By Stefan Klisarov
Having the power to block devices is of paramount importance when combating organized e-commerce fraud. Quickly identifying and blocking a device being used by a fraudster restricts the possibility that a single device will generate numerous accounts with different payment information on a merchant’s platform.
One of the most prevalent and effective online fraud prevention tools used today is device fingerprinting. However, device fingerprinting alone is not sufficient to thwart fraudsters as they move across multiple devices. Let’s take a look at a method that attacks online fraud from two distinct angles that, combined, are incredibly effective.
Combating Fraud with Device Fingerprinting
Much like the various pieces of evidence that investigators collect to identify a suspect, fingerprinting for devices works by collecting bits of information to form a unique identifier. Every device is personalized to meet a person’s individual preferences and requirements, and these configurations create a recognizable device fingerprint.
Calculating a device fingerprint starts when a user visits a website (e.g., an e-commerce merchant, in the case of most anti-fraud scenarios). The device tracker then collects the relevant information — including browser version, user agent header, language header, a list of plugins, and more — to form a unique identifier.
Fraudsters nowadays are well aware of the possibility of their devices being identified. The moment their attempts at generating accounts fail, fraudsters usually try to continue by randomizing their data points (such as browser, IP, geolocation, etc). Luckily, most modern device fingerprints render these attempts unsuccessful. At that point, the fraudster usually switches devices altogether.
Enter Cross-Device Tracking
Unfortunately, because fraudsters are aware of the power of device fingerprinting, they regularly distribute their fraudulent activity over several devices. Therefore, significant losses can be incurred before each subsequent device is identified and blocked.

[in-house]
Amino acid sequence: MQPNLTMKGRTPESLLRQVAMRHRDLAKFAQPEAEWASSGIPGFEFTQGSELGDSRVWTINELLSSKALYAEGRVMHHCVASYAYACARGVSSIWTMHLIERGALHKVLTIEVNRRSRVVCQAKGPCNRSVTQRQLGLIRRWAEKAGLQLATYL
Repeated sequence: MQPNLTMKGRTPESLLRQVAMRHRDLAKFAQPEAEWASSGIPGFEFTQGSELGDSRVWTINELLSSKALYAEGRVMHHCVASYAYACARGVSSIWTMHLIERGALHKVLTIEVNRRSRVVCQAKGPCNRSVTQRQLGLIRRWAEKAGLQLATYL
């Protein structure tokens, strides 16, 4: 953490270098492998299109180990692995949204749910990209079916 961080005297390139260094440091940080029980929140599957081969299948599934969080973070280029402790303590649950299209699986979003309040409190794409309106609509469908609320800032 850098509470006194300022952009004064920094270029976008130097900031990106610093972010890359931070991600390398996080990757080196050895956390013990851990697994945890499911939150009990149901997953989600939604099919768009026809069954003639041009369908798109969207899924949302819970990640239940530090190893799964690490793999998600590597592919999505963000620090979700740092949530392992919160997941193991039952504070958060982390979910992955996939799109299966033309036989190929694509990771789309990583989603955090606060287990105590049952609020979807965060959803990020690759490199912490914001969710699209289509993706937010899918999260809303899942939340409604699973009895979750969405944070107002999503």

Cross-device tracking, when employed to combat fraud, is aimed at crossing the boundaries between a fraudster’s individual devices and browsers.
Picture this scenario: A sophisticated fraudster has noticed that his revenue has been diminishing due to device fingerprinting and blocking. As his device’s unique signatures become more readily recognized and blacklisted, his only option is to employ a new device with new unique characteristics in order to avoid the barriers being erected between him and his revenue source.
With his new device and its new digital fingerprints at his disposal, he goes back to skimming money from unsuspecting victims. Security software will eventually catch up with him, but not before he has already made off with substantial ill-gotten revenue. The best way to prevent this is cross-device tracking.
Cross-device tracking establishes a person-centric view of the fraudster across devices by combining various data sources into a comprehensive user profile. By its very nature, cross-device identification provides a more complete picture of a person than siloed tracking via HTTP cookies or other traditional and more limited tracking mechanisms.
Having the means to track fraudulent behavior across multiple devices stops fraudsters cold when they try to migrate their activities to another device. Merchants can block transactions from devices linked to ones with malicious history even before any of the other bells and whistles in their fraud-prevention system indicate a potential danger.
Users today are accessing the internet from an increasing number of devices. As online behavior evolves from being browser- and device-centric to person-centric, so must our tracking mechanisms. This means that cross-device identification must play an integral role not only in advertising but in online security as well.
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